This week’s Torah portion BeChukotai begins with words: “Im Bechukatai Teliechu”, “if with my statutes you go”. The Hebrew word חוק - has the same letters as חקיקה - to engrave. One Kabbalistic master therefore explained the verse as follows: if you will observe the Torah in such a manner that it will be for you as a Chakikah, organically bound up with your own soul and heart and mind, integrated into your personality, then you will achieve the ability to "walk in G-ds ways”.
In the mid 1930’s Rabbi Yosef Yitzchok asked R’ Shmuel Levitin (Rebbetizn Chai’s great grandfather) to pay a visit to Mr. Listner - a Jewish philanthropist living in Chicago.
Shortly after R’ Levitin met Listner and the two spoke for some time. At the end of the visit, Listner reached for his cheque book and asked: “To which organisation shall I address my contribution?”
“None,” said R’ Levitin. “Put away the cheque book, I did not come for a donation”
“Why else would an elderly Rabbi come all the way from New York? Just to enjoy a cold drink in my office?” responded the surprised Listner.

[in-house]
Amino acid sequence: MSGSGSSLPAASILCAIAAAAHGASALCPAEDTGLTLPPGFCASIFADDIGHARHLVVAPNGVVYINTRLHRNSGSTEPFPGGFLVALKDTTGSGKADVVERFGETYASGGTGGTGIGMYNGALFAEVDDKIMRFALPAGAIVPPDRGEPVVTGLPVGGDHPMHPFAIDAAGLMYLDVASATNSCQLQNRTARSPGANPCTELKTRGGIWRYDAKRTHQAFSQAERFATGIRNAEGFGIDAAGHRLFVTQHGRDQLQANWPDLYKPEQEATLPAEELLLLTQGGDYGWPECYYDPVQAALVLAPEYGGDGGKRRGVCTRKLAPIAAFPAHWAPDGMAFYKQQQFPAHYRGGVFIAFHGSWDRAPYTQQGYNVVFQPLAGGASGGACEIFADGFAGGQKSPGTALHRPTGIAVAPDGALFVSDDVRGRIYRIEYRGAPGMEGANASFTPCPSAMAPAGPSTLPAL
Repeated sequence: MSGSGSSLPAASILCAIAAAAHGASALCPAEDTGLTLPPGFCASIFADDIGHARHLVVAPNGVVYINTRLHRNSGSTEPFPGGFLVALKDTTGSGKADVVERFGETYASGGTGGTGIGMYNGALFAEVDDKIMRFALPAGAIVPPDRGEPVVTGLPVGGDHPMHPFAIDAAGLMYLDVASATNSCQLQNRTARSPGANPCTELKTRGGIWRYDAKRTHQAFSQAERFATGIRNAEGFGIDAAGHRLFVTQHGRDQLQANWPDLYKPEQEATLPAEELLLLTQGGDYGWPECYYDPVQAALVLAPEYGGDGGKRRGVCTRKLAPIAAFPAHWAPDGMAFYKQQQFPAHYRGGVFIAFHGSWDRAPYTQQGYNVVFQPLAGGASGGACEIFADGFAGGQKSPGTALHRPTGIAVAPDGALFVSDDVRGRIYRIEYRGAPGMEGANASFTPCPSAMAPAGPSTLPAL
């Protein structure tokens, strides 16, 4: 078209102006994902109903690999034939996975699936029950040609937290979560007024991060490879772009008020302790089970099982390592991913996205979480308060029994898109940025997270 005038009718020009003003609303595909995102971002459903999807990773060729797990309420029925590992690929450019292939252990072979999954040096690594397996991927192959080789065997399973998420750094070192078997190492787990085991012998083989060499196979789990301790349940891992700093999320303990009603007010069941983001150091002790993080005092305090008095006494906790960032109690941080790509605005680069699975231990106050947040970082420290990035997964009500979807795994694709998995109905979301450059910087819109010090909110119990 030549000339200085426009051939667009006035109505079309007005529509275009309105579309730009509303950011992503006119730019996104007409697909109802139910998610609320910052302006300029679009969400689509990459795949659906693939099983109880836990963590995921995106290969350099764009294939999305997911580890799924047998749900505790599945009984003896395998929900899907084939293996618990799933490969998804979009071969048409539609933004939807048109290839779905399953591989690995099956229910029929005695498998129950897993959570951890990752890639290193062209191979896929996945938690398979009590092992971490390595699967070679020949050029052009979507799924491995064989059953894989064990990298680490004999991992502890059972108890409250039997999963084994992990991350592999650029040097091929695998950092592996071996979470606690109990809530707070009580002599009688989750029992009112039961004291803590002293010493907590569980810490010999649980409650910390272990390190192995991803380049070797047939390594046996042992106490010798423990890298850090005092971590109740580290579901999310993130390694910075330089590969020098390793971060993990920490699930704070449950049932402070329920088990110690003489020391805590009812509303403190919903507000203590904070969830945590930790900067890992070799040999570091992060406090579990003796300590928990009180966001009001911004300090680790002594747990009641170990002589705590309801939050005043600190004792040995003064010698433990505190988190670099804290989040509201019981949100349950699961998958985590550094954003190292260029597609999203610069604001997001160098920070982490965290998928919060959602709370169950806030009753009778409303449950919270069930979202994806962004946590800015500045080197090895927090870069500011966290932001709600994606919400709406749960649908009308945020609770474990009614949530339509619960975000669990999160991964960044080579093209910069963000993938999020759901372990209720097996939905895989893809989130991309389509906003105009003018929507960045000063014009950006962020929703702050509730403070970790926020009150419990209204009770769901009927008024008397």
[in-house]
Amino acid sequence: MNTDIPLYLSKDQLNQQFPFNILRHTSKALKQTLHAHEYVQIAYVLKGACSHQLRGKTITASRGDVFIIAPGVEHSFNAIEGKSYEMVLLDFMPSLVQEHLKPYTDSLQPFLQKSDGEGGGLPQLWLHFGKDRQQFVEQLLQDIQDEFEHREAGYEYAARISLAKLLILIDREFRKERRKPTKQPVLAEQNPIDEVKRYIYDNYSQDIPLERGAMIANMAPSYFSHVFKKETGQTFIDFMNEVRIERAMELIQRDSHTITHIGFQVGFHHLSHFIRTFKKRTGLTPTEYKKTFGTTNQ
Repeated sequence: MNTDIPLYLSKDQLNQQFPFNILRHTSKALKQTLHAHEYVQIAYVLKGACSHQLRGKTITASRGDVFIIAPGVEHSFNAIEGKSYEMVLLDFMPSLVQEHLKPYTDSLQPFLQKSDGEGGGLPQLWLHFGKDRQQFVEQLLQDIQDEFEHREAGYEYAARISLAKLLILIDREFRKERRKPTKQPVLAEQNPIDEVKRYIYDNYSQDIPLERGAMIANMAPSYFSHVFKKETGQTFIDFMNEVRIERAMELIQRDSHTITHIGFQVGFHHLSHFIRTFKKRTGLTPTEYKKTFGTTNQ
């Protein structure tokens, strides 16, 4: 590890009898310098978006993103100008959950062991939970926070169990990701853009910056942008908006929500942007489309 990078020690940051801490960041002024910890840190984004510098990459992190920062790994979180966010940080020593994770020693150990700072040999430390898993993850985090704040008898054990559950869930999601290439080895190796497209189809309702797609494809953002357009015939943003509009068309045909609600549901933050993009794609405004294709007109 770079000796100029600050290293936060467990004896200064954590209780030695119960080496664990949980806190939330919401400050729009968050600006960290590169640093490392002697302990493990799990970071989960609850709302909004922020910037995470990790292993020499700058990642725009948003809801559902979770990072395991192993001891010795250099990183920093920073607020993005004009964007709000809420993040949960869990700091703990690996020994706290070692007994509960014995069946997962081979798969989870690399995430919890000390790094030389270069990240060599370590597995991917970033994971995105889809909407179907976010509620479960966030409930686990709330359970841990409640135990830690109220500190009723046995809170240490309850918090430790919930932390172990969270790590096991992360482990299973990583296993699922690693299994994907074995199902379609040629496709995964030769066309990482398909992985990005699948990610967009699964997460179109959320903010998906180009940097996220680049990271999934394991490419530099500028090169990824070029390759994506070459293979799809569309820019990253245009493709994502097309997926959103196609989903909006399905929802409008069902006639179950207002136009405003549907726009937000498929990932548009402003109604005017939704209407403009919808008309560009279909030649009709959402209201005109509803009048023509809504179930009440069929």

“Let me explain by way of metaphor: In the Old Country, there were many small dispersed Jewish communities. Each community had their own Synagogue, Torah scrolls, and other religious articles, all of which are hand written, ink on parchment by a scribe, and periodically checked for flaws. The smaller communities didn’t generate enough work to support a permanent scribe, so it became common for wandering scribes who travelled to fix and rewrite erased letters and to patch up these holy works.
“Every Jew” R’ Levitin explained, “is a living Torah Scroll.” There are times when the “letters” of our Judaism get a little “rubbed off”, and we lose touch with some Mitzvot. I am a travelling scribe. My goal is to provide a little spiritual ink, a dab of inspiration and a brush of warmth towards our intimate connection with G-d.”
Listner was deeply moved by this. When R’ Levitin returned to New York he shared his parable with the Rebbe, expecting positive acknowledgment, but to his surprise the Rebbe was silent.
“Doesn’t the Talmud compare a Jew to a Sefer Torah?” he asked “Yes, - But there is one big difference”, the Rebbe responded. “The Torah is written with ink on parchment, two separate entities combined into one. The ink could be erased or rubbed off. The Jew is like a Torah Scroll with engraved letters. The Torah is engraved in his heart, and on his soul. When engraved, as were the Ten Commandments on the two Tablets, it is impossible for them to be rubbed off or separated in any way.”
May the message of Judaism be deeply engraved upon the tablets of our hearts, Shabbat Shalom.